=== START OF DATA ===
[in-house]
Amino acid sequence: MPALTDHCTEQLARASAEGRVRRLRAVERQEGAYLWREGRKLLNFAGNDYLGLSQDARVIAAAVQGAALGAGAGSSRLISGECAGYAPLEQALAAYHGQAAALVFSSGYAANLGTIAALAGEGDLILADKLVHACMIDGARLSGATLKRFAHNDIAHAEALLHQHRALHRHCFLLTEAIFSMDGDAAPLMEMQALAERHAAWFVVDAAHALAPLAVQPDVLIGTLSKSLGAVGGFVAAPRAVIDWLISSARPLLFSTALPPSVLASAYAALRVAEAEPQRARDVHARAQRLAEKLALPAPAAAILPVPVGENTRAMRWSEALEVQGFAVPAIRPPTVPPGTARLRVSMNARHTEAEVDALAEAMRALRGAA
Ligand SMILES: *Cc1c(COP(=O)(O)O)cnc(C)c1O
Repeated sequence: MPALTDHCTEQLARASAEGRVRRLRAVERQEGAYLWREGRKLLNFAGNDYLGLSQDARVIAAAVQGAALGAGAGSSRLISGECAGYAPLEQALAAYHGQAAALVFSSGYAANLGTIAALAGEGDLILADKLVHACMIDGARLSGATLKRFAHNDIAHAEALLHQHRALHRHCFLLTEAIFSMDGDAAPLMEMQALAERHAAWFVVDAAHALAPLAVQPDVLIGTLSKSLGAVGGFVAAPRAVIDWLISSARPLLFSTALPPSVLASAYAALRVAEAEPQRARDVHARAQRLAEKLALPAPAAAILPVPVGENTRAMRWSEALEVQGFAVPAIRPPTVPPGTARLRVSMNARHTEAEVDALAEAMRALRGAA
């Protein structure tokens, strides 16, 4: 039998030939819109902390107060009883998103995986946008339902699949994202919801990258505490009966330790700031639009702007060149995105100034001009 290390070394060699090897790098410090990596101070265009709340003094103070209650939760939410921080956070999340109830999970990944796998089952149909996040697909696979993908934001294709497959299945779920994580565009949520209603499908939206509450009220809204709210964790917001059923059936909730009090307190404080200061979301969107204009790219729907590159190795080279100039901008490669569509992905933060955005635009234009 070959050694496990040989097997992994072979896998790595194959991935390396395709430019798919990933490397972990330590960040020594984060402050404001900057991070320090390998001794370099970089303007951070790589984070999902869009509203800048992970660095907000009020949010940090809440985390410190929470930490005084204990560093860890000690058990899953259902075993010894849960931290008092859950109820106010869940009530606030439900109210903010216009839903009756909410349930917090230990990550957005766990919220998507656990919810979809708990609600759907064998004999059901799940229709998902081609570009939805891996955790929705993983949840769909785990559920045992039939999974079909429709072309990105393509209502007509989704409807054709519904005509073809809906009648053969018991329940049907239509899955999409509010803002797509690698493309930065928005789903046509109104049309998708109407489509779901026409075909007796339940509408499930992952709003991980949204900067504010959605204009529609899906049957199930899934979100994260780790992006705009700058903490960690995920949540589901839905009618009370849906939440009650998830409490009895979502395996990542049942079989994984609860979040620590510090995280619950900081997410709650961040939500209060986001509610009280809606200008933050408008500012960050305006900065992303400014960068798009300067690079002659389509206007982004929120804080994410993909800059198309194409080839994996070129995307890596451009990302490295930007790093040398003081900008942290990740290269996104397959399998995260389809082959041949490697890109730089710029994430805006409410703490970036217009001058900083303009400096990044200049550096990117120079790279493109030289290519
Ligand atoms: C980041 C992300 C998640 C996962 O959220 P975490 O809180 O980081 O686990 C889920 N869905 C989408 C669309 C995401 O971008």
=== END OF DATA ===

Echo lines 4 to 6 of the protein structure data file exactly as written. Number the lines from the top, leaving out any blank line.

Repeated sequence: MPALTDHCTEQLARASAEGRVRRLRAVERQEGAYLWREGRKLLNFAGNDYLGLSQDARVIAAAVQGAALGAGAGSSRLISGECAGYAPLEQALAAYHGQAAALVFSSGYAANLGTIAALAGEGDLILADKLVHACMIDGARLSGATLKRFAHNDIAHAEALLHQHRALHRHCFLLTEAIFSMDGDAAPLMEMQALAERHAAWFVVDAAHALAPLAVQPDVLIGTLSKSLGAVGGFVAAPRAVIDWLISSARPLLFSTALPPSVLASAYAALRVAEAEPQRARDVHARAQRLAEKLALPAPAAAILPVPVGENTRAMRWSEALEVQGFAVPAIRPPTVPPGTARLRVSMNARHTEAEVDALAEAMRALRGAA
């Protein structure tokens, strides 16, 4: 039998030939819109902390107060009883998103995986946008339902699949994202919801990258505490009966330790700031639009702007060149995105100034001009 290390070394060699090897790098410090990596101070265009709340003094103070209650939760939410921080956070999340109830999970990944796998089952149909996040697909696979993908934001294709497959299945779920994580565009949520209603499908939206509450009220809204709210964790917001059923059936909730009090307190404080200061979301969107204009790219729907590159190795080279100039901008490669569509992905933060955005635009234009 070959050694496990040989097997992994072979896998790595194959991935390396395709430019798919990933490397972990330590960040020594984060402050404001900057991070320090390998001794370099970089303007951070790589984070999902869009509203800048992970660095907000009020949010940090809440985390410190929470930490005084204990560093860890000690058990899953259902075993010894849960931290008092859950109820106010869940009530606030439900109210903010216009839903009756909410349930917090230990990550957005766990919220998507656990919810979809708990609600759907064998004999059901799940229709998902081609570009939805891996955790929705993983949840769909785990559920045992039939999974079909429709072309990105393509209502007509989704409807054709519904005509073809809906009648053969018991329940049907239509899955999409509010803002797509690698493309930065928005789903046509109104049309998708109407489509779901026409075909007796339940509408499930992952709003991980949204900067504010959605204009529609899906049957199930899934979100994260780790992006705009700058903490960690995920949540589901839905009618009370849906939440009650998830409490009895979502395996990542049942079989994984609860979040620590510090995280619950900081997410709650961040939500209060986001509610009280809606200008933050408008500012960050305006900065992303400014960068798009300067690079002659389509206007982004929120804080994410993909800059198309194409080839994996070129995307890596451009990302490295930007790093040398003081900008942290990740290269996104397959399998995260389809082959041949490697890109730089710029994430805006409410703490970036217009001058900083303009400096990044200049550096990117120079790279493109030289290519
Ligand atoms: C980041 C992300 C998640 C996962 O959220 P975490 O809180 O980081 O686990 C889920 N869905 C989408 C669309 C995401 O971008």